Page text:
Posts Tagged ‘exercise’

Start running with Parkrun

Saturday, February 25th, 2017 | Sport

Just going outside and running is simple. But for us adults, we often need something a little more structured to get started. Parkrun is a great option.

If you are thinking about getting started with running, Parkrun is a great way to go. Founded in the UK it was quickly spread to almost every town and is rapidly spreading across the rest of the world too.

So what is it? It is a timed 5km run that takes place every Saturday. It is free, so you can simply turn up and do the run. At most Parkruns there is a huge ability difference between runners: some will complete it in 15 minutes, others will take 50. Everyone goes at their own pace.

As a Yorkshireman, one of the major appeals to me are the free t-shirts. When you reach 50 runs, 100 runs and 250 runs you get access to a special t-shirt for that “Club”. Actually, it is not free, but all you pay for is a few pounds postage. There is also a “25 Club” for those who volunteer as marshals.

Here are the technical details. You register on the website and are given a unique barcode to print out. Take this along with you to the run and when you complete the course a volunteer will scan your barcode so that your time can be sent to you.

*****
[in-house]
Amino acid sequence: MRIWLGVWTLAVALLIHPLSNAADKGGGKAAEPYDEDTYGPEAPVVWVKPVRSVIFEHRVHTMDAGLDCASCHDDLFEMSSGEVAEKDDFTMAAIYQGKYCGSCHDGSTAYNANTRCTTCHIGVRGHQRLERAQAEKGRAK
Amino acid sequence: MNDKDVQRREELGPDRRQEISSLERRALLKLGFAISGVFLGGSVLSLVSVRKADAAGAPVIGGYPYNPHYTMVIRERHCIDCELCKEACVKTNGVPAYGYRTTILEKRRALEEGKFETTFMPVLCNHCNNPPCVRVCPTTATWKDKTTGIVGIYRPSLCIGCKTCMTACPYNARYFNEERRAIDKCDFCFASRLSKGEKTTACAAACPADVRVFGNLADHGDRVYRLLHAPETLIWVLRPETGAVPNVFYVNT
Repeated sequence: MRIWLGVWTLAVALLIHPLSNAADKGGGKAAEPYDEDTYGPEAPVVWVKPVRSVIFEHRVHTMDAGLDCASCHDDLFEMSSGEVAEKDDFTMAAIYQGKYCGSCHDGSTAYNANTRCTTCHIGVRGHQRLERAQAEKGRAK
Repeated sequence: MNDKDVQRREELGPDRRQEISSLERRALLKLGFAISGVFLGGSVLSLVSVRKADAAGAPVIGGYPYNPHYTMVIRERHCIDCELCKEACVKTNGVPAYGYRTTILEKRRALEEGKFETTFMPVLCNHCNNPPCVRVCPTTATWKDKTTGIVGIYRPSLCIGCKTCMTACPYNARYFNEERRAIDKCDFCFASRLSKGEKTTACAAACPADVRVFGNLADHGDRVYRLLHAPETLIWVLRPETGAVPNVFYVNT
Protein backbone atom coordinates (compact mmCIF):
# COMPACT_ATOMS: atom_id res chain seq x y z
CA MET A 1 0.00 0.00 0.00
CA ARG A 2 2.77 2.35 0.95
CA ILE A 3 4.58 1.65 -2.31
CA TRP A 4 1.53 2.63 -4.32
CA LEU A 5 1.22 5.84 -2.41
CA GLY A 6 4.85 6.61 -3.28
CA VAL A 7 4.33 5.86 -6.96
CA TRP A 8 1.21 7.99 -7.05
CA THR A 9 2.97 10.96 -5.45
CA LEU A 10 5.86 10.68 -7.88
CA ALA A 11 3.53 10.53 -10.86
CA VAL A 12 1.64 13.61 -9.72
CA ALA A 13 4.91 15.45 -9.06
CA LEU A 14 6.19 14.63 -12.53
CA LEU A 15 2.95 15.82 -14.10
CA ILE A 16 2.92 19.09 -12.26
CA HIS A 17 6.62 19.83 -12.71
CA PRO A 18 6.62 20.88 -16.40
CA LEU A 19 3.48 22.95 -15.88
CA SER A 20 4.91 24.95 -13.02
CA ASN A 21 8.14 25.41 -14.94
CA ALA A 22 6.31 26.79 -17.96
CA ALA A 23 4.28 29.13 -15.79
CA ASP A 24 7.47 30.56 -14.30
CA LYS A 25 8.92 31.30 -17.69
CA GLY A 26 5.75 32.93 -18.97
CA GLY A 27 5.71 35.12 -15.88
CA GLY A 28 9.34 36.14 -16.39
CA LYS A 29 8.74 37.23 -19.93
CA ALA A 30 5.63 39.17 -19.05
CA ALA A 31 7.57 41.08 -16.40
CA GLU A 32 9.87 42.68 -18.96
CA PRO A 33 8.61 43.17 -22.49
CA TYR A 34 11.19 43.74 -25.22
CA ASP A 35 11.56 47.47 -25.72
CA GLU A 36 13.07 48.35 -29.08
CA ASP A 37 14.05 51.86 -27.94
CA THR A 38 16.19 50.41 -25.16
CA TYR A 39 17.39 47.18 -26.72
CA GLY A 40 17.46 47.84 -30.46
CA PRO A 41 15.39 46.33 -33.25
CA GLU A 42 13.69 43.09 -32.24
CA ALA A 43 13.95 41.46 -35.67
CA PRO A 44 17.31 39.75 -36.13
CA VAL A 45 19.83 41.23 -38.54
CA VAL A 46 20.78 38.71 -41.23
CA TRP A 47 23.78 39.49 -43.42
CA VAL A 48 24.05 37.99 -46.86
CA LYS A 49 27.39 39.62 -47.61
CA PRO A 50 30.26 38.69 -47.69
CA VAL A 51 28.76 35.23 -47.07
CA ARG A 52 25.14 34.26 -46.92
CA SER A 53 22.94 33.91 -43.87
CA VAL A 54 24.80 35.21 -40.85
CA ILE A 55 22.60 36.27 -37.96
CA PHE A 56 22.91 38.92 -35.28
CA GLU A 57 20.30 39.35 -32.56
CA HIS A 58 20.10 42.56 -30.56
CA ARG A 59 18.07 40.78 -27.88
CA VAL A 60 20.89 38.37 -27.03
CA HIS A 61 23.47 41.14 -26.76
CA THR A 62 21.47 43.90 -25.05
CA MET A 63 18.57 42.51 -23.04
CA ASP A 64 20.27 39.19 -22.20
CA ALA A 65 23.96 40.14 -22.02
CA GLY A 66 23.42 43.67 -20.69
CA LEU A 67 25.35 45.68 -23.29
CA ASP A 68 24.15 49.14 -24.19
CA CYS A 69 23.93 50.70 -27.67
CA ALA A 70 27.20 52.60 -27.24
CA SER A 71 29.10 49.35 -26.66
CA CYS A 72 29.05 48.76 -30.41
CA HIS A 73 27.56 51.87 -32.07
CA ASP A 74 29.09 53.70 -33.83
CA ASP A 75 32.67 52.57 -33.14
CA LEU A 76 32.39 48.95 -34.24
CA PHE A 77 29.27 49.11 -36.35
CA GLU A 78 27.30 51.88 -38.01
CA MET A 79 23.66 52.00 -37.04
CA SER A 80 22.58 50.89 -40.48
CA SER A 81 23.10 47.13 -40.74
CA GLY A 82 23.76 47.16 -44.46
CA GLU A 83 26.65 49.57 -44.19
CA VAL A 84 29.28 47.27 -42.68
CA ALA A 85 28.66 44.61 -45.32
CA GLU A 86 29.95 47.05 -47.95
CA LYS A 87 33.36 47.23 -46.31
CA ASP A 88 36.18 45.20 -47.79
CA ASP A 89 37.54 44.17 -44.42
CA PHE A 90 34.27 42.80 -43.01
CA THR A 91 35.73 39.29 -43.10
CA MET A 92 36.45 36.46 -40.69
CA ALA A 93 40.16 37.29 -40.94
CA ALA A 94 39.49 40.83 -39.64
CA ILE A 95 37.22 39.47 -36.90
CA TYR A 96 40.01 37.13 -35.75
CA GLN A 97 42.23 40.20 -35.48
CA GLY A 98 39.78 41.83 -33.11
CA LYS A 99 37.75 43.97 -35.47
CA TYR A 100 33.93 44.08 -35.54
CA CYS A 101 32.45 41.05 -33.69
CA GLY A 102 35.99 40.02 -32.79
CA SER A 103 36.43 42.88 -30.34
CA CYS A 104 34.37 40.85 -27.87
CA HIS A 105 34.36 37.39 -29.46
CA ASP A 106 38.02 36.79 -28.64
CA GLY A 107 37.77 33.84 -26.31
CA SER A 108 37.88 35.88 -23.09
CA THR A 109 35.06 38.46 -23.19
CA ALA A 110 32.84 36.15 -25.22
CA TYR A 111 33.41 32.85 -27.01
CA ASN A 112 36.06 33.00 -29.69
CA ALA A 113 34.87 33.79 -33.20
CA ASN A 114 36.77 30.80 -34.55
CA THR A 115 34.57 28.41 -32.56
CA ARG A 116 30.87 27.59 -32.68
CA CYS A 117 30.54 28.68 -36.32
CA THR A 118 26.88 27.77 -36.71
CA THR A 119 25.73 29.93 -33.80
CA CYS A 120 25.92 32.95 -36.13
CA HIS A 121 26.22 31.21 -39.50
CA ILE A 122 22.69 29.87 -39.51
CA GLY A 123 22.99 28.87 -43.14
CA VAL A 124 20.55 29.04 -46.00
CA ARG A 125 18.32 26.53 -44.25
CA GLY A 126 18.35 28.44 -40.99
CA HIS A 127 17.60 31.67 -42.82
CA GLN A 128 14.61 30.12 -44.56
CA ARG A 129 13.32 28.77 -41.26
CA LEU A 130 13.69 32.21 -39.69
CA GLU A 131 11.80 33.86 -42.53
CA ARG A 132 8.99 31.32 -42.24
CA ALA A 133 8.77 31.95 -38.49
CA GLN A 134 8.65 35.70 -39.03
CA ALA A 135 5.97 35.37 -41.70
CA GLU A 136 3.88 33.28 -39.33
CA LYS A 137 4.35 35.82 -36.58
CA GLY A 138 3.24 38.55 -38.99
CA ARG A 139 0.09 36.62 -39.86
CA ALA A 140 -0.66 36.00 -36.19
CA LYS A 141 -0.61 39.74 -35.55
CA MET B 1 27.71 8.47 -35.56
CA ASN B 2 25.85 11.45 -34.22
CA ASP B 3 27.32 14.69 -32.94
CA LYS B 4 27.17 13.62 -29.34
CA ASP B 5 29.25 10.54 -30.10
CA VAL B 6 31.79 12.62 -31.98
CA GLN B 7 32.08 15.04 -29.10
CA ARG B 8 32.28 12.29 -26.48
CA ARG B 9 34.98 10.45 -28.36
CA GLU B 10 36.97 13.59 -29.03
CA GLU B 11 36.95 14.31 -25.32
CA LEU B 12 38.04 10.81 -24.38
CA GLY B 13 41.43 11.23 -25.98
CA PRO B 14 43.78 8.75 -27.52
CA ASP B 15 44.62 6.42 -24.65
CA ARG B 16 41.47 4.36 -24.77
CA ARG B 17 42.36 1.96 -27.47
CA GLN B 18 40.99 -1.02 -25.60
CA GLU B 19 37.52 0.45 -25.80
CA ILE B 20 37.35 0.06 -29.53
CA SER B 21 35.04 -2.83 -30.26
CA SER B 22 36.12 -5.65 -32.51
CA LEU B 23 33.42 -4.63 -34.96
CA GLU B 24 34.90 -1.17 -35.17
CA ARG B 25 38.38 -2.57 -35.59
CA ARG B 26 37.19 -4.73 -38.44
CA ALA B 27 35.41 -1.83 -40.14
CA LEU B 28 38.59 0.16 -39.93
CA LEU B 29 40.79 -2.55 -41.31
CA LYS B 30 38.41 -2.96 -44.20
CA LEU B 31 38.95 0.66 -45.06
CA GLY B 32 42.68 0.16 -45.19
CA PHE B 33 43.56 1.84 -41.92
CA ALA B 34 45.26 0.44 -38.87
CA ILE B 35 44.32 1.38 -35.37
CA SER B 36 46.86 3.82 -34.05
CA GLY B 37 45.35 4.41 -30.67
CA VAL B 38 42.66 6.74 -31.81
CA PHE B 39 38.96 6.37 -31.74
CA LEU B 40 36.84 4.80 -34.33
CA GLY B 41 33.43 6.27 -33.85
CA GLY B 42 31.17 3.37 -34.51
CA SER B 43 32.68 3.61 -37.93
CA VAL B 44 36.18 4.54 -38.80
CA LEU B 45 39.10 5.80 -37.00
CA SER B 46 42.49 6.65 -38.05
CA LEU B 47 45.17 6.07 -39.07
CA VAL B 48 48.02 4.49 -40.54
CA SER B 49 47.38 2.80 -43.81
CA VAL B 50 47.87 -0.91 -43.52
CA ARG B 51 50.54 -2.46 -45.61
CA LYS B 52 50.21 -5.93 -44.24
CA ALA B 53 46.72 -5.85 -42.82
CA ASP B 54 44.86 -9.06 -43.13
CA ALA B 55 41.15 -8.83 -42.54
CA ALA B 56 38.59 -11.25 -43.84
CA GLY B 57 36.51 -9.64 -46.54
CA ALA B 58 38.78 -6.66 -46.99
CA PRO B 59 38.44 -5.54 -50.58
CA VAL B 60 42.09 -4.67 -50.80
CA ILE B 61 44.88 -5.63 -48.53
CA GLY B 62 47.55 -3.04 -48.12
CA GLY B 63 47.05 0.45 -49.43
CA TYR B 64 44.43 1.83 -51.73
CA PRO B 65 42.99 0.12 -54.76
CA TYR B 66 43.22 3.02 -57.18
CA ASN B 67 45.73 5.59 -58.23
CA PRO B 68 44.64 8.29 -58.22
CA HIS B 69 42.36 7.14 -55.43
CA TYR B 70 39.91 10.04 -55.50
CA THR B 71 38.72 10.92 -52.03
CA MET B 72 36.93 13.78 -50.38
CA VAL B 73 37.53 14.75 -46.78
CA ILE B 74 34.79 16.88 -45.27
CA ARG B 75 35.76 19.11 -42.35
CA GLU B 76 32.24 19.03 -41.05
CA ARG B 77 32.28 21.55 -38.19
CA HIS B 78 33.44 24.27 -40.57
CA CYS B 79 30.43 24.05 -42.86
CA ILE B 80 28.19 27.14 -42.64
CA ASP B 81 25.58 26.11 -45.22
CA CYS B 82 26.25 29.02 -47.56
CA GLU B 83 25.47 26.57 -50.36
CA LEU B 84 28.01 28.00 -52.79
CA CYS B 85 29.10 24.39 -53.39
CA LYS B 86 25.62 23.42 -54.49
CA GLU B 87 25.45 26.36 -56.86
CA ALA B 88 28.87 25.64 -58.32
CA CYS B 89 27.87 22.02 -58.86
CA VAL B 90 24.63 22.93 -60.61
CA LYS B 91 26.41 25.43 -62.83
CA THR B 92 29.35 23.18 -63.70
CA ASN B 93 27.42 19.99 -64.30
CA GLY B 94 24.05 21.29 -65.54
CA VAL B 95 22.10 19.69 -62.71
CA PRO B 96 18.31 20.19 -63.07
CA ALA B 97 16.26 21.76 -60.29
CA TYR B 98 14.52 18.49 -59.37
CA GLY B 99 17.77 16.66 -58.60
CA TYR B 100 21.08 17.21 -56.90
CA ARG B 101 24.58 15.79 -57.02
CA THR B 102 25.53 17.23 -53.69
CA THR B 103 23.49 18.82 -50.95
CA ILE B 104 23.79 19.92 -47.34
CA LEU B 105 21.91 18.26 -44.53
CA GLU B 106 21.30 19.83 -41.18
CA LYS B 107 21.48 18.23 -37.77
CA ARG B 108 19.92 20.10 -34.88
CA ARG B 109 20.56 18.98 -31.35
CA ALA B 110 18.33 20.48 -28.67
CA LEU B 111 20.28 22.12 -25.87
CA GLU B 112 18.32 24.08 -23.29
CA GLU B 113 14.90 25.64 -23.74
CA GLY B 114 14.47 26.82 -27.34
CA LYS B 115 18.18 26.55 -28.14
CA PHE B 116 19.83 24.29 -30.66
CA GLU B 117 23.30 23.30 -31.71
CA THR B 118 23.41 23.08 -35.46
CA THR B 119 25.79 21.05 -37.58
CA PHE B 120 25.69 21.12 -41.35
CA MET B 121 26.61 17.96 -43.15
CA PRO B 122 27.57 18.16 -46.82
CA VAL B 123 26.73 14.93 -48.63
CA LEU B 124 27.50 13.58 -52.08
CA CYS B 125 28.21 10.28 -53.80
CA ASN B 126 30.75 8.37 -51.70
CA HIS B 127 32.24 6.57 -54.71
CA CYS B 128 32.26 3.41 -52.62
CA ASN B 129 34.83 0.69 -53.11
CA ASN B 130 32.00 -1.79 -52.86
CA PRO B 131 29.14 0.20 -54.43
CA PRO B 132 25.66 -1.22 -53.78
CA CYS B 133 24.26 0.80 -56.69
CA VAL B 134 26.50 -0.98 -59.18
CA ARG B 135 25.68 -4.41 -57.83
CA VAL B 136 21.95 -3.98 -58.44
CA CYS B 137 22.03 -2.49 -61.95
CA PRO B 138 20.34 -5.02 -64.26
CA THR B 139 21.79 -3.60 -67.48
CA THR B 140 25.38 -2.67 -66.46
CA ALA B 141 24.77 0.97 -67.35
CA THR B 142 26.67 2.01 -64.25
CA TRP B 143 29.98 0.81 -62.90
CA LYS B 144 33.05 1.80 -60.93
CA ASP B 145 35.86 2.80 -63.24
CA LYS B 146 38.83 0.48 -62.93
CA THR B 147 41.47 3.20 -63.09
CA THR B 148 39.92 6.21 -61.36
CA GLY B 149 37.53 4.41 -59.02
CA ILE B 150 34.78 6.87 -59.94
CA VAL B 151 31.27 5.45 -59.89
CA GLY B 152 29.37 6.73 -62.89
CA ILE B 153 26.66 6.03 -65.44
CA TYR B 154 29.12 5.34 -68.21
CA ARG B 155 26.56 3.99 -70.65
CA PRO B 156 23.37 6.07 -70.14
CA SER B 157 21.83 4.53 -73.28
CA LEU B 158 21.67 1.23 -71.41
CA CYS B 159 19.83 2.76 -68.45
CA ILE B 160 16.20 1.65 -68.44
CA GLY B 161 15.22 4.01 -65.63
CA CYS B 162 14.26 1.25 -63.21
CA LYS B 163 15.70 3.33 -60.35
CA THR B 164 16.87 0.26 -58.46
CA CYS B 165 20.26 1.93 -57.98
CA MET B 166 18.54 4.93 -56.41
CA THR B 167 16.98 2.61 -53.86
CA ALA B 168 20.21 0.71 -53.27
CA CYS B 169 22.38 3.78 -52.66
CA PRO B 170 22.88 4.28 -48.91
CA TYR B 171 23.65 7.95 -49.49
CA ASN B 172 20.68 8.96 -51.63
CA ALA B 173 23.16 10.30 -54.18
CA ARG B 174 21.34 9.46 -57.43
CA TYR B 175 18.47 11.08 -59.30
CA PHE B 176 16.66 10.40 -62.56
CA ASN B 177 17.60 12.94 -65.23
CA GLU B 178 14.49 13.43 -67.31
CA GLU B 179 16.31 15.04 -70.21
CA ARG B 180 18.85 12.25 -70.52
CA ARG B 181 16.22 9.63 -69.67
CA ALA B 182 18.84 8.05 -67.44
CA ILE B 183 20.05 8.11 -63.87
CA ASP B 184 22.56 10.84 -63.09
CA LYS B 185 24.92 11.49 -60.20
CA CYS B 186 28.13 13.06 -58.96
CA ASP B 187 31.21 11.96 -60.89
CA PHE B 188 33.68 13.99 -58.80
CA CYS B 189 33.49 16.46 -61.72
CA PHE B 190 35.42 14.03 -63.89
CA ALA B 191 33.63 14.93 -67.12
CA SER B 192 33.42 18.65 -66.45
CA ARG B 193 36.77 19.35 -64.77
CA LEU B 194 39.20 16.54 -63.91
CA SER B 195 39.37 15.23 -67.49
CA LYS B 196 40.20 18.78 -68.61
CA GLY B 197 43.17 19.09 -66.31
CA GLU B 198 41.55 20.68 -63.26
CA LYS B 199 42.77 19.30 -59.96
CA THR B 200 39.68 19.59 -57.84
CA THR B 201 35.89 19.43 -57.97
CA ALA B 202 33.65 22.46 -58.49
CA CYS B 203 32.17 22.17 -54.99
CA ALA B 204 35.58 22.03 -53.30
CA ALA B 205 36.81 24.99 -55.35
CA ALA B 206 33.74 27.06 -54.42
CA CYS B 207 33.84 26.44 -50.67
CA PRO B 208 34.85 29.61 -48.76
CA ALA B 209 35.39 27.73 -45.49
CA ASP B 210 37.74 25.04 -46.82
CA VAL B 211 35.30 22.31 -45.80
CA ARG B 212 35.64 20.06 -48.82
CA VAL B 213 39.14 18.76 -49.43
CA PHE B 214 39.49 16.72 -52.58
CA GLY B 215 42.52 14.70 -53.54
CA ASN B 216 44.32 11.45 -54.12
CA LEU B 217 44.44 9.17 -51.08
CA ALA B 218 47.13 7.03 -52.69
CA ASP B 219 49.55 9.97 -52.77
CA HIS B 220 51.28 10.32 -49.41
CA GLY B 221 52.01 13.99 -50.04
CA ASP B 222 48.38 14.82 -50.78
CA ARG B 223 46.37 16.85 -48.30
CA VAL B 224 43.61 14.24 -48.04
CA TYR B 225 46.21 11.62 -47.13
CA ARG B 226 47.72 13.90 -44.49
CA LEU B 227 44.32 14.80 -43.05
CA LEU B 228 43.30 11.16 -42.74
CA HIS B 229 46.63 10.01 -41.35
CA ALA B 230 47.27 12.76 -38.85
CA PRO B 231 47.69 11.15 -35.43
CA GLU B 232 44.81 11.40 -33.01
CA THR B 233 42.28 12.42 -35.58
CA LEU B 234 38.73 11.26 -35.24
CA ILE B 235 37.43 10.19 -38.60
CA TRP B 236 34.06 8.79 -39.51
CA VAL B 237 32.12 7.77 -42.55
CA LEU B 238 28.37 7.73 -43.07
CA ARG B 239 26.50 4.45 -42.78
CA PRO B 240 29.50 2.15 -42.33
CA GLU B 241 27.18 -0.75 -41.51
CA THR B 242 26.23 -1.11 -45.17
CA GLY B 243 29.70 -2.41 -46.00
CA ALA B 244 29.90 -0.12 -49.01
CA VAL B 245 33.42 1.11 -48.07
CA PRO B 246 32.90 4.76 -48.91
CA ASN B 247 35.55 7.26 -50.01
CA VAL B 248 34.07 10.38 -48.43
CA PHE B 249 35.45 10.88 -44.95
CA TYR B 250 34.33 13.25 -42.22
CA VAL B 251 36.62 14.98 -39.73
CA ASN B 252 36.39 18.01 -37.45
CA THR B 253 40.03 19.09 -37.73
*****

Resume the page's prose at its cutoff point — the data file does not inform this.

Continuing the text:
Slimming down

Thursday, July 14th, 2016 | Health & Wellbeing

Given my recent slip into bad BMI I’ve been working on losing some weight. So I have been playing around with some tools to help me.

Apple Health

Health is one of the apps that Apple forces on you. I had never actually used it. However, when I opened it, it turned out that it had spent the last year counting every step I make. That is both horribly invasive and rather interesting. I am averaging 7,500 steps per day.

You can record body metrics such as weight and then have them plotted on a graph. This makes sense. Why I would need to regularly record my height and plot that on a graph though is unclear. Perhaps it is aimed at children and the shrinking elderly?

apple-health

MyFitnessPal

I am using this to record my diet. Yep, I have become one of those calorie counting wankers. You put in your weight, target weight and target period to lose said weight, and it gives you the number of calories you need to restrict yourself to per day. This goes up and down as you exercise and eat, giving you a number of calories left for each day: I have 785 spare so far, which I could spend on two chocolate chip muffins…

myfitnesspal

I can also record exercise on it. This will be useful when I exercise without my phone, such as American football training. For running, I use the app below.

MapMyRun

I have used MapMyWalk for years but now I am upping the ante by using the run version. It is actually the exact same app. When you log a work out in one it immediately appears in the other. Also, once you have synced one with MyFitnessPal, they are all synced. They are all Under Armour apps, so you would expect them to work pretty well together and so far they do.